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Ghost Stories

Klondike Mike

Klondike Mike had a crazy tale about a woman and a silver ribbon. But just how crazy was his story?

I’ve written many original ghost stories to tell during the ghost tour. I like to call these “campfire” stories since they are the type of stories that I would have heard as a boy while camping with family or friends. I’ve posted some of my favorites at this site for you to enjoy. For each story, you will find both an audio version of me reading the story and a printable version for those who want to read it themselves. It is my hope that you enjoy my work, and happy “spooking”!



It was about sunset that cold January evening in 1883. There was only one customer at the Stone Corner saloon up on the corner of Sixth and Allen. The only people in the room where the bartender, Mr. William Allen, and a customer, Francis Burke, an attorney in Tombstone. The saloon door opened and a stranger stumbled in. He was pale and gaunt; his gray hair was stringy and hung down to his shoulders. His gray mustache and beard appeared that it had not been trimmed in a very long time. His gait was uncertain and both men in the saloon became instantly concerned about the stranger’s health. “Evening stranger,” said the bartender. “What can I give you to drink?” The stranger replied, “I don’t want nothing to drink, I just wanted to warm myself beside your stove.” The stranger headed toward the large potbelly stove in the middle of the room and drew up a chair next to that stove across from Mr. Burke. He said, “They call me Klondike Mike and I have a story about a ghost who saved my life a couple of days ago.”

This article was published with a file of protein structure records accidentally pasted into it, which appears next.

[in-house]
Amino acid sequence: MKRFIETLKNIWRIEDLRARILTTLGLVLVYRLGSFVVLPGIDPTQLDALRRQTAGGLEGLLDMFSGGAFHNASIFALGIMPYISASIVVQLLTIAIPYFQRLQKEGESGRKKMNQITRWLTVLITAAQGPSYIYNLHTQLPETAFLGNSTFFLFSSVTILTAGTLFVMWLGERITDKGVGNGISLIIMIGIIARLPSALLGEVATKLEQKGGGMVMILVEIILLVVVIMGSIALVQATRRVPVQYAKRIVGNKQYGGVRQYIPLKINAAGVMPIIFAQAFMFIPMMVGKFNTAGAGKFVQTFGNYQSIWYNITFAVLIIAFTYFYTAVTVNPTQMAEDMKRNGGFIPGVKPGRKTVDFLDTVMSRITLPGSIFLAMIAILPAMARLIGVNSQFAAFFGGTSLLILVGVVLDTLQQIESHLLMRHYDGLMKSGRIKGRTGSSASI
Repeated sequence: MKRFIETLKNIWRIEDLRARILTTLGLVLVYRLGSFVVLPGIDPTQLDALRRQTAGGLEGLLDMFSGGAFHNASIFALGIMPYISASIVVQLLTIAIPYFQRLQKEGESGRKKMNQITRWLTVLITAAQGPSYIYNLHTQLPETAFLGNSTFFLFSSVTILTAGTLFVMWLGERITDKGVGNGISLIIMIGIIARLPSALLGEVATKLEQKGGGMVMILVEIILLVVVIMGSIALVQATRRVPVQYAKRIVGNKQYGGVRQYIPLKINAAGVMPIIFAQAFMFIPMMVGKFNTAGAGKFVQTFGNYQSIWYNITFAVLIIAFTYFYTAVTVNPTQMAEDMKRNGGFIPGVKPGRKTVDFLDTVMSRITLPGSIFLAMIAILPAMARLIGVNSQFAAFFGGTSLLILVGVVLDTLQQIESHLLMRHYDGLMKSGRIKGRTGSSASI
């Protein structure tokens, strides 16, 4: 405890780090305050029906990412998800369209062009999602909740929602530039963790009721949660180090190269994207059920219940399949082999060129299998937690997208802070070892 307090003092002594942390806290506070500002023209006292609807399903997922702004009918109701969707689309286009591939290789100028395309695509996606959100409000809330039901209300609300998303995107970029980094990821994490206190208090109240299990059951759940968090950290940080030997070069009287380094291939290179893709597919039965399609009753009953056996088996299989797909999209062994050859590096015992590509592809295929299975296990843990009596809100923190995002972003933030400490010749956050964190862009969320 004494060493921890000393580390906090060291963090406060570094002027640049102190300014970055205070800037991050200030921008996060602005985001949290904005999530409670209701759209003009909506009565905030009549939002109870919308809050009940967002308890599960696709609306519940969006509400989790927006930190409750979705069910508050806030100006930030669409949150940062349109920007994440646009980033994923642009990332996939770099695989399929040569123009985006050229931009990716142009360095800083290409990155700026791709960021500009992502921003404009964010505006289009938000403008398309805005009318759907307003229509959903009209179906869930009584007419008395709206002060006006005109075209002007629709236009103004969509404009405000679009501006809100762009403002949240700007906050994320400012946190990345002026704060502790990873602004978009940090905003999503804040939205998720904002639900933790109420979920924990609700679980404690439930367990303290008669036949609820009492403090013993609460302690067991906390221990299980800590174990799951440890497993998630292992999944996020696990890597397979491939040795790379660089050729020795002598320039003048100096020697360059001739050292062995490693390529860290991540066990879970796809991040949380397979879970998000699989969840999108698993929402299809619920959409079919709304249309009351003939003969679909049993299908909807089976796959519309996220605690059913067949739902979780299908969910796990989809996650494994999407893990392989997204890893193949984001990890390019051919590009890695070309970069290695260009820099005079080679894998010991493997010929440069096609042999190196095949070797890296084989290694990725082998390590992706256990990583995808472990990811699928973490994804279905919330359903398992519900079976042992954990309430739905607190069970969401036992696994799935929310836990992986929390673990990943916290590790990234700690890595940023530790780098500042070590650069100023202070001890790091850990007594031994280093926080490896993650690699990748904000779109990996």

Truth be told, Klondike Mike had never lived anywhere north of San Francisco; but if a man came to Tombstone and called himself “Klondike” then what business was that of anybody else?

Klondike Mike continued his tale…

I was prospecting along about sunset a few days ago over in the Dragoon mountains. My mule, Sally, was tied up to a mesquite tree and I was out on a narrow ledge taking a look at a promising outcropping. I lost my footing and fell about 15 feet into a narrow gorge. The fall didn’t kill me, but it did break my leg. Because of the pain, I couldn’t climb back up out of that canyon; even worse, I couldn’t call for help since no one was in the area. I laid there for quite a while trying to figure out what to do and finally fell asleep. When I woke, the sun was gone and the stars was out, and it was powerful cold. That was the night that we got that winter storm and the wind whistled through that gorge like a freight train. A few flakes of snow swirled around me. I drug myself over to the wall of the canyon and tried to huddle up much as possible. I made it through that night, but I really don’t know how. When the sun came up the next morning, I knew that I was in a bad way and had to figure out some way to get some help. There was just nobody around.